Articles

A doubly-linked list in Haskell

In Uncategorized on March 30, 2010 by Matt Giuca

I wrote it this morning. I wasn’t sure if it could be done.

Since Haskell is a pure language, you can’t mutate things. That makes it tricky to construct cyclic data structures, but you can using Haskell’s laziness. A quick example is the cycle function in the Haskell prelude, defined thusly:

cycle            :: [a] -> [a]
cycle []          = error "Prelude.cycle: empty list"
cycle xs          = xs' where xs'=xs++xs'

Note that you could write “cycle xs = xs ++ cycle xs”, but that isn’t strictly a cyclic list, it’s an infinite list. There is no semantic difference, only a very subtle operational one.

I used the same trick to create a full doubly-linked list (note that you can’t update this data structure, you can just create one from a singly-linked list and explore it as you wish).

data DoubleList a = Cons (DoubleList a) a (DoubleList a)
                  | Nil

instance Show a => Show (DoubleList a) where
show Nil = "Nil"
show (Cons left x right) = "Cons <left> " ++ show x ++ " " ++ show right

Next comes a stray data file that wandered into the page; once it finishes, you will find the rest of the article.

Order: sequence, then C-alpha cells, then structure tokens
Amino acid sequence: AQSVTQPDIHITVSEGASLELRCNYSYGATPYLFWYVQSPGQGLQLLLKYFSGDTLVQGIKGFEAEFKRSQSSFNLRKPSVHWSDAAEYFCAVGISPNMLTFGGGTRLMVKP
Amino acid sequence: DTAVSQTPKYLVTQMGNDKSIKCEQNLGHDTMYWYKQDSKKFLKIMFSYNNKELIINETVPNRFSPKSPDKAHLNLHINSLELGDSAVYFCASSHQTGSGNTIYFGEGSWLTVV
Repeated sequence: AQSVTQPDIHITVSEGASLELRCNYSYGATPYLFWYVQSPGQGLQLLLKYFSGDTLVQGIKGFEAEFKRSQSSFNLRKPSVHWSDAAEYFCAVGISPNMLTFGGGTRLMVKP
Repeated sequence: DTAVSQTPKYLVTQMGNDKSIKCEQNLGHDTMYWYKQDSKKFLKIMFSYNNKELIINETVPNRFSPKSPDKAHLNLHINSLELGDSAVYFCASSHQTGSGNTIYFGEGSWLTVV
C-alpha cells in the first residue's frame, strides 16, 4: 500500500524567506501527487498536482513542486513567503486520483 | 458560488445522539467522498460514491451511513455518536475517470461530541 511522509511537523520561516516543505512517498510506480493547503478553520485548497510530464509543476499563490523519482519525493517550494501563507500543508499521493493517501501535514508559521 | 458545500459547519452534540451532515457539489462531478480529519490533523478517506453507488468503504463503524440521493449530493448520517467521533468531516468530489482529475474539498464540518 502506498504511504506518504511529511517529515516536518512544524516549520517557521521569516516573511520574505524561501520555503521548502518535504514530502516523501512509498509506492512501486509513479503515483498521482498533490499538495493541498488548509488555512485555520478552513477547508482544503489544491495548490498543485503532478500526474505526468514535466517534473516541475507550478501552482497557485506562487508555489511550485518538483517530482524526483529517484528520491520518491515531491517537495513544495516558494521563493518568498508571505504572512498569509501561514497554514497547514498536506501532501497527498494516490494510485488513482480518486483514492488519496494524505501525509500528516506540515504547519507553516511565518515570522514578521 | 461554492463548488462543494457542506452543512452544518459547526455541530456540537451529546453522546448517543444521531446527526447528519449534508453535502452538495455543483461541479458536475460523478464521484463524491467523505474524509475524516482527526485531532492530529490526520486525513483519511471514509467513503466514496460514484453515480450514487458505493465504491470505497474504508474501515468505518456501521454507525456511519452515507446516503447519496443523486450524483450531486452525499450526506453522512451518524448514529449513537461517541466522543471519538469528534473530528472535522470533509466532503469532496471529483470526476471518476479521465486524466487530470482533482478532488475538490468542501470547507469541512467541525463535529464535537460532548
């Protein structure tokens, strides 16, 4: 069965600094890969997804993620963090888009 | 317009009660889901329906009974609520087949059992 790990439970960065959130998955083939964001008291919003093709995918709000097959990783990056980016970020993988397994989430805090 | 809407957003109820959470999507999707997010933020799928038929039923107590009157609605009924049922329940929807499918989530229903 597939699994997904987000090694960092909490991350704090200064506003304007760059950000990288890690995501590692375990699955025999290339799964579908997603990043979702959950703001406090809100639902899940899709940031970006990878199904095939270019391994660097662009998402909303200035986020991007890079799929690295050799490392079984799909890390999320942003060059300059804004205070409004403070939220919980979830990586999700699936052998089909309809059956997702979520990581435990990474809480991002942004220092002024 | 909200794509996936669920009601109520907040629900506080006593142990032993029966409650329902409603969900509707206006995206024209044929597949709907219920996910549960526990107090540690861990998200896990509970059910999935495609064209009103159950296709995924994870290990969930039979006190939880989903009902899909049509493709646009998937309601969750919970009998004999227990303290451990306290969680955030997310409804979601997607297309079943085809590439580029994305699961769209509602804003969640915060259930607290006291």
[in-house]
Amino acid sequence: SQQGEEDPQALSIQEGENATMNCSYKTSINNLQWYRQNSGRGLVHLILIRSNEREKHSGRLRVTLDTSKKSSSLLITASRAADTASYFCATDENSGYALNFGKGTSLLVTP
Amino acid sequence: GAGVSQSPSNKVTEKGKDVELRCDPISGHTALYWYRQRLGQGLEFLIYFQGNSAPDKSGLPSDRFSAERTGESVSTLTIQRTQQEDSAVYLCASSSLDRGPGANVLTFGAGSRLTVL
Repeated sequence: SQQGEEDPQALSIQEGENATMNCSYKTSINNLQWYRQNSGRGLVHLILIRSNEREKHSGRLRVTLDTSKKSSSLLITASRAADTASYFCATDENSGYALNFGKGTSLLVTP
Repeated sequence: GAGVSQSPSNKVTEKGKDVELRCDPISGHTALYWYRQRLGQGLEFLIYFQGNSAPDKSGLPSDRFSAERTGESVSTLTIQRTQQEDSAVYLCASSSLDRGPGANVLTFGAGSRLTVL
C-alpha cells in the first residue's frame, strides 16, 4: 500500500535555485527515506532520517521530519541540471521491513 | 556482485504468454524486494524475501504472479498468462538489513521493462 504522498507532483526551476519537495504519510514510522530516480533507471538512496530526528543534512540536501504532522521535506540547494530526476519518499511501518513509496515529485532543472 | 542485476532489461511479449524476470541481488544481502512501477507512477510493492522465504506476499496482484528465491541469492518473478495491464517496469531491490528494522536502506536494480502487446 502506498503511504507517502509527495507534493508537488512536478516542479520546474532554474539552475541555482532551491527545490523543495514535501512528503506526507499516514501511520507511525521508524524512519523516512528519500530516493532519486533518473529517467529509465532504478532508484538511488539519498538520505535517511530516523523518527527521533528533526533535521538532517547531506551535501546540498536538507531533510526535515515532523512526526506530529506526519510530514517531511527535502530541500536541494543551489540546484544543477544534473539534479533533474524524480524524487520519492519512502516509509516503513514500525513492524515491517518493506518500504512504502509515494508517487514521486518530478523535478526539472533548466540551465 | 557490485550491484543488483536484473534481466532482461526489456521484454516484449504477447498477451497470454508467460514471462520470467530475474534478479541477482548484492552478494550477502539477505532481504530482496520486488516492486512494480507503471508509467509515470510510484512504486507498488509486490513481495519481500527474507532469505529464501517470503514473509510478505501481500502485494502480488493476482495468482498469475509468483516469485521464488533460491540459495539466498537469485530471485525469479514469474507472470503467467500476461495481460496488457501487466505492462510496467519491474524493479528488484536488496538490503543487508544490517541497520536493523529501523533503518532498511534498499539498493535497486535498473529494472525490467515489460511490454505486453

fromList :: [a] -> DoubleList a
fromList xs = fromList' Nil xs
    where
        fromList' :: DoubleList a -> [a] -> DoubleList a
        fromList' _ [] = Nil
        fromList' prev (x:xs) = self
            where self = Cons prev x (fromList' self xs)

interactive :: Show a => DoubleList a -> IO ()
interactive Nil = putStrLn "Empty list"
interactive (Cons left x right) = do
    putStr $ show x ++ " (l, r)> "
    prompt <- getLine
    case prompt of
        "l" -> goto left
        "r" -> goto right
        _ -> interactive (Cons left x right)
    where
        goto Nil = do
            putStrLn "End of list"
            interactive (Cons left x right)
        goto target = interactive target

The show function doesn’t show the left side, because that would create an infinite string. But you can use the “interactive” function to explore the list interactively.

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